The video uses images, gathered from Unitarian Universalists across North America who have advocated for marriage equality, been joined in equal marriage, and/or had their marriage officated by Unitarian Universalist clergy.

Check out the video below and please share it with others!

UUs Participate in Anti-War Demonstration

Last Friday, Washington DC played host to the Interfaith Peace Witness—a project of the Olive Branch Interfaith Peace Partnership. Over 11 houses of worship, including All Souls Church, Unitarian hosted services where hundreds of faithful activists prayed and meditated for a world united in peace and justice. An interfaith service with guest speakers including Rev. Bill Sinkford was then held in the pouring rain in Upper Senate Park. Participants continued to the Hart Senate Office Building. There, a non-violent direct action was held in the atrium of the building while religious leaders met with Sen. Reid’s (D-NV) office.

The whole day was really quite powerful and more information about it can be found at What I would really like to focus on is the Civil Disobedience (CD) that happened in the Hart Building. I have been in direct actions before—at the School of the Americas as well as other events. But I have never seen a more beautiful and spiritually grounded action as this one.

The original plan for the action was to have a “pray-in” on the front steps of the building. As senators, staffers, lobbyists and tourists left the building, they were brought into our worship service for peace. Capitol Hill Police (CHP) came out of the building and began filming our service. The trickle of people leaving dried up. And after an hour, it was evident that CHP was trying to wait us out.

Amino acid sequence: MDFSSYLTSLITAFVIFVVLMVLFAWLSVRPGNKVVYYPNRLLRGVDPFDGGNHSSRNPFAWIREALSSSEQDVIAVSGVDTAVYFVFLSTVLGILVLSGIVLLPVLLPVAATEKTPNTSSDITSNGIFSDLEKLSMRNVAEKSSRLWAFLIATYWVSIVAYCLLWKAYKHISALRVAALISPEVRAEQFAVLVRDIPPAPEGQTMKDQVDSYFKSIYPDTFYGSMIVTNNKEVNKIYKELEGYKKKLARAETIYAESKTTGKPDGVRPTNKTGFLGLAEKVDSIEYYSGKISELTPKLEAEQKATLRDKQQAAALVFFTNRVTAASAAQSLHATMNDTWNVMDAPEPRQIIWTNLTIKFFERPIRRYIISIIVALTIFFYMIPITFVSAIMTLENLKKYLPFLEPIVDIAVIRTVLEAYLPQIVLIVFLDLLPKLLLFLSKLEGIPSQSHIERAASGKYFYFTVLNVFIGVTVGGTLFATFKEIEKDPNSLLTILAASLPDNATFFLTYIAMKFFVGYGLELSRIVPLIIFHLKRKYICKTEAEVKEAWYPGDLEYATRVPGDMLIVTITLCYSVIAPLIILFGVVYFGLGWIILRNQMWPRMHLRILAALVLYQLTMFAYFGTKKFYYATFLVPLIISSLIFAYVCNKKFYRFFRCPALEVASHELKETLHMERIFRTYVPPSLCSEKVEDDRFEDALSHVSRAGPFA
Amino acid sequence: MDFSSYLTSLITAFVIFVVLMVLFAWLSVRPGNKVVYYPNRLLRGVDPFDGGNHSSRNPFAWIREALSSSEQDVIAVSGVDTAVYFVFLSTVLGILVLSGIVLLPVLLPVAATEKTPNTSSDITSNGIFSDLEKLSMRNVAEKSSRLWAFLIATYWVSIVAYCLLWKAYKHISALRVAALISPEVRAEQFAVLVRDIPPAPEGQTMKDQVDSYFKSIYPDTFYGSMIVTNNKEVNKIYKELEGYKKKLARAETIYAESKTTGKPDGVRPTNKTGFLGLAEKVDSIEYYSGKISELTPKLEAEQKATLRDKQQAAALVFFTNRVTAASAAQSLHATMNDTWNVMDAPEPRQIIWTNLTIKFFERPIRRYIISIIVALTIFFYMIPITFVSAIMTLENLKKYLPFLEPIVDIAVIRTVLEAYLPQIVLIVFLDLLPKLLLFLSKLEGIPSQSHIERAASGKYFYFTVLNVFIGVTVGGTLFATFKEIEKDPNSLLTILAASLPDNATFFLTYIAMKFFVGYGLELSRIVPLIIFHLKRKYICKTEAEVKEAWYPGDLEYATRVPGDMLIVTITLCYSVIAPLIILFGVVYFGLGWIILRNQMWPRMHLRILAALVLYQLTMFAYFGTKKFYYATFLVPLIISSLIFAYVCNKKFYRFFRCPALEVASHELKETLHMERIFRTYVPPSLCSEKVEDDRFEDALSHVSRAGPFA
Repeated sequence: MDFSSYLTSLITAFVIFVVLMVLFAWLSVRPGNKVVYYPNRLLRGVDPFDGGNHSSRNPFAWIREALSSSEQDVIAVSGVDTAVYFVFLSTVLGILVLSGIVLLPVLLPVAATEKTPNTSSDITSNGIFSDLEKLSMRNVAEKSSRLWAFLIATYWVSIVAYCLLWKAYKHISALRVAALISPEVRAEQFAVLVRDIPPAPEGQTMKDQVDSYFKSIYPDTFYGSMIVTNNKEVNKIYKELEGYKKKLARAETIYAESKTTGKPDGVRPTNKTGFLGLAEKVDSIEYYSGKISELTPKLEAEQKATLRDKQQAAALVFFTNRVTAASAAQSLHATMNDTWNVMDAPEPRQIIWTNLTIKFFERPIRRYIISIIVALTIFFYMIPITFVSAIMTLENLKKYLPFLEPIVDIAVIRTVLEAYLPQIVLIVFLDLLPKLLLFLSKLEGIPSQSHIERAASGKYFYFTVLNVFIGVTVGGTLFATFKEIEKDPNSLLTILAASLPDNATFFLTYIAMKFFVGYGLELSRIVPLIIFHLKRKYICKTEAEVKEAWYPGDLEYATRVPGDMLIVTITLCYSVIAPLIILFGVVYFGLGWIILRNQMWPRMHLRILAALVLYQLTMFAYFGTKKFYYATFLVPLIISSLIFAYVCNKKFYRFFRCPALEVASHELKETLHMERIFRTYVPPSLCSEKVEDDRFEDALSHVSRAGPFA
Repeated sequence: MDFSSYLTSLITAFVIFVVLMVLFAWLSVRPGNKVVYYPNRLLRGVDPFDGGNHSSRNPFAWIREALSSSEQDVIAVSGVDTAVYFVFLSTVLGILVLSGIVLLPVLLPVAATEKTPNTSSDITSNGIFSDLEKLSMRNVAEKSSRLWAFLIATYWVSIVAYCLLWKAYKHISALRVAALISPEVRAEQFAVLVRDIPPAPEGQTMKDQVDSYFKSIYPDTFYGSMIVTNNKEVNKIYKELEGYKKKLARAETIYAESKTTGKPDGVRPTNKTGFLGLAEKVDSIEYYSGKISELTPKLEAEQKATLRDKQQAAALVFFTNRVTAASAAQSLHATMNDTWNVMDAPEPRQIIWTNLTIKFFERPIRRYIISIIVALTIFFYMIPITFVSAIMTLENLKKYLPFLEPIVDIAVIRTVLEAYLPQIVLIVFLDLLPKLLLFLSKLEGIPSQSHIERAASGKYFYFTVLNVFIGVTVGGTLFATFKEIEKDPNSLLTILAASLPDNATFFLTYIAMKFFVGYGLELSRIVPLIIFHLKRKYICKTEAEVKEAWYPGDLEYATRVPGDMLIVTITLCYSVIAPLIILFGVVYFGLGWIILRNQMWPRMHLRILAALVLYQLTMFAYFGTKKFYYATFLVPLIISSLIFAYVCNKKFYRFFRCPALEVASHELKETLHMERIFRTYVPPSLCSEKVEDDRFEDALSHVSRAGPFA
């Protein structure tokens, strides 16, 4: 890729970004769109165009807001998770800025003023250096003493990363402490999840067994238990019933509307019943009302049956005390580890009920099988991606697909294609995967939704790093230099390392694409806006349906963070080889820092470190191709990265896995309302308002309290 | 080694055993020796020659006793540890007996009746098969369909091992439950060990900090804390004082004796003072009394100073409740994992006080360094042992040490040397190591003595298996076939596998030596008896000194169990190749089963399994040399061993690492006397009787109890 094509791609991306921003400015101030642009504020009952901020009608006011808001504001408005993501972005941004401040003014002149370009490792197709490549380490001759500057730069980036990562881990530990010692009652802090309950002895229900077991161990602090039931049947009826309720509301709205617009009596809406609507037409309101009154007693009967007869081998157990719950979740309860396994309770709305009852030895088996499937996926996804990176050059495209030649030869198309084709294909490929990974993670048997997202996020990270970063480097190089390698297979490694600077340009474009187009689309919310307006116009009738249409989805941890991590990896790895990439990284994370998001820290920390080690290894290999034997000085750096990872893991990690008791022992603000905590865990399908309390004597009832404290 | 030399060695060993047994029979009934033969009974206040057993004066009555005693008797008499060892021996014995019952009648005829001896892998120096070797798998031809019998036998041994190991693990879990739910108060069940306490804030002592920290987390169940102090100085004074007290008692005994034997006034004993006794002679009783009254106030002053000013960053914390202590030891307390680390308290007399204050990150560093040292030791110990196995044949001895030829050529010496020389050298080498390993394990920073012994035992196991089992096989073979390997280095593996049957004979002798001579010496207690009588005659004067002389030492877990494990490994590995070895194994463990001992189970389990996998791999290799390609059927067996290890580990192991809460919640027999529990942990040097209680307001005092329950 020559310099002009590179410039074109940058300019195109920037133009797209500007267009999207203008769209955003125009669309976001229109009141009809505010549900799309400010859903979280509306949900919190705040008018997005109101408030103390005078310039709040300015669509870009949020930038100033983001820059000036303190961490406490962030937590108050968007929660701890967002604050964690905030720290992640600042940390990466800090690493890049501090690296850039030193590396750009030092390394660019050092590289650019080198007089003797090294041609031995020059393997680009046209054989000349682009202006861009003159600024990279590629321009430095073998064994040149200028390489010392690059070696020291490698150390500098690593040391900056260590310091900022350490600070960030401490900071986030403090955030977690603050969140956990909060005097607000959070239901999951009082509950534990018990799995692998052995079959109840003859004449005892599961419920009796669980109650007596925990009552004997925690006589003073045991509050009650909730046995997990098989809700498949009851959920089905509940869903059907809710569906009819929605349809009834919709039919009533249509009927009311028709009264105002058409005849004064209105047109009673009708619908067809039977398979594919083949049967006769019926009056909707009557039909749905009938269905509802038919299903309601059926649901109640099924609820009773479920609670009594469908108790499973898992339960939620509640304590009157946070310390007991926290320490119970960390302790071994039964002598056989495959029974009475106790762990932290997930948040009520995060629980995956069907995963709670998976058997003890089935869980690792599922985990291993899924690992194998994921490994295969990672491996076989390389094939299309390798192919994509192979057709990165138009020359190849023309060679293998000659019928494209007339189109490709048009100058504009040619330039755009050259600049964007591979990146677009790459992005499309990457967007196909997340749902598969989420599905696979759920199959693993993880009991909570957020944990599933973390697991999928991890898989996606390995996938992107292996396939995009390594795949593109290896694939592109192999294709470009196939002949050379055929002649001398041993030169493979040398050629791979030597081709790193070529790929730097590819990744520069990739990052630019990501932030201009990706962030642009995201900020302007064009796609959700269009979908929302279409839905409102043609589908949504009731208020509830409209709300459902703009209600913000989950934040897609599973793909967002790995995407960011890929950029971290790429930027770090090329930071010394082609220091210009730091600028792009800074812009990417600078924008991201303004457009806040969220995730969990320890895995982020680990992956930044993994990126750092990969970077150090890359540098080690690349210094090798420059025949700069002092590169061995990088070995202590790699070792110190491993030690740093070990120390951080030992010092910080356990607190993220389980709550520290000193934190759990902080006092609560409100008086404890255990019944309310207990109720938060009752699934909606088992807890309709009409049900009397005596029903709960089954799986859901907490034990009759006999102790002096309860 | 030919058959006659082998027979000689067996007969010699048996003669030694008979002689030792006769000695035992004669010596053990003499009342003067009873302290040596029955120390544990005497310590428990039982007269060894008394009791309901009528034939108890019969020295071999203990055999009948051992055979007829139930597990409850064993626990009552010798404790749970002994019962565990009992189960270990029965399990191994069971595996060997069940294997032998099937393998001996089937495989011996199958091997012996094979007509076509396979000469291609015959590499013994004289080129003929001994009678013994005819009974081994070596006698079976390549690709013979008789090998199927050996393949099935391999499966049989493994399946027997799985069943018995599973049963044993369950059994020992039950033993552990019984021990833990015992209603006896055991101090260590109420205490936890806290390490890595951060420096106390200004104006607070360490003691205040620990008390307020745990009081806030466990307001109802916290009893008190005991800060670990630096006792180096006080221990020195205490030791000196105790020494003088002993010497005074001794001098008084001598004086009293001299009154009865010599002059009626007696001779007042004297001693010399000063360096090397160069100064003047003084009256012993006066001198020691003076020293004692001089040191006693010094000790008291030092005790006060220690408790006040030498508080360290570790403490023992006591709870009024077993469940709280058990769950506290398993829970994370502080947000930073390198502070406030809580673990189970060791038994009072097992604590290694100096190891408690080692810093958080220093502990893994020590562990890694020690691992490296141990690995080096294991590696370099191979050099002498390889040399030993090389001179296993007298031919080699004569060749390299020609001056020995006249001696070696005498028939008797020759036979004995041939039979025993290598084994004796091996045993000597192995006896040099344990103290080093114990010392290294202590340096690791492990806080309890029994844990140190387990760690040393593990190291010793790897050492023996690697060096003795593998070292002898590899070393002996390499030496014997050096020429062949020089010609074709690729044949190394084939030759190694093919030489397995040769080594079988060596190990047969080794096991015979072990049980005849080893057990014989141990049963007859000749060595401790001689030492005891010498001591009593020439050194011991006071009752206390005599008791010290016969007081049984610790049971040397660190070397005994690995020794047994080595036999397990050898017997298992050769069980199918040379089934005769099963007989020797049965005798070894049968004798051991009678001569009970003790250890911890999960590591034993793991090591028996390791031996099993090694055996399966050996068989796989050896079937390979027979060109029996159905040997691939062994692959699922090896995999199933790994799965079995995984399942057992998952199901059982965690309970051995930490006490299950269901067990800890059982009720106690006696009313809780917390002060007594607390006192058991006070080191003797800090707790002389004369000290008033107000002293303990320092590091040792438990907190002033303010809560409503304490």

So the plans changed. It was decided that the CD would head inside where it was warm and dry. Those risking arrest sat in the middle of the Office Building’s Atrium in a circle and began to sing hymns and pray. CHP came within a matter of minutes to break this up.

As CHP entered, they came to intimidate. They marched in and made a circle around the protestors. The rest of us then made a circle around CHP. We now had about three concentric circles. The CHP captain came with a bull horn to inform every one sitting that they had gathered without a permit and they needed to move. After three warnings, CHP brought out the handcuffs. At this moment some one stood up and started to pray in a loud, strong voice.

They thanked God for their ability to stand strong and peacefully in the face of injustice. They said that the police had no need to be afraid as we were peace loving people. They thanked the United States for being a good land to live safely in. And finally, they thanked CHP for doing such a good job, keeping our building safe. They prayed to God to protect every one, from the police officers to the soldiers in Iraq and Afghanistan and to the people suffering in war torn regions. At this moment, the spirit of the room changed.

I could visibly see the tension of the police officers leave. They no longer felt the need to intimidate. The Quakers have a saying that “The Light came into the room.” And I could feel that. The bullhorn went away. And police officers crouched or sat on the ground in order to have conversations with the people they were arresting. The officers told folks that they could move along and not get arrested. They gently helped people up from the ground and gave them an option of whether they wanted to be handcuffed in the front or the back.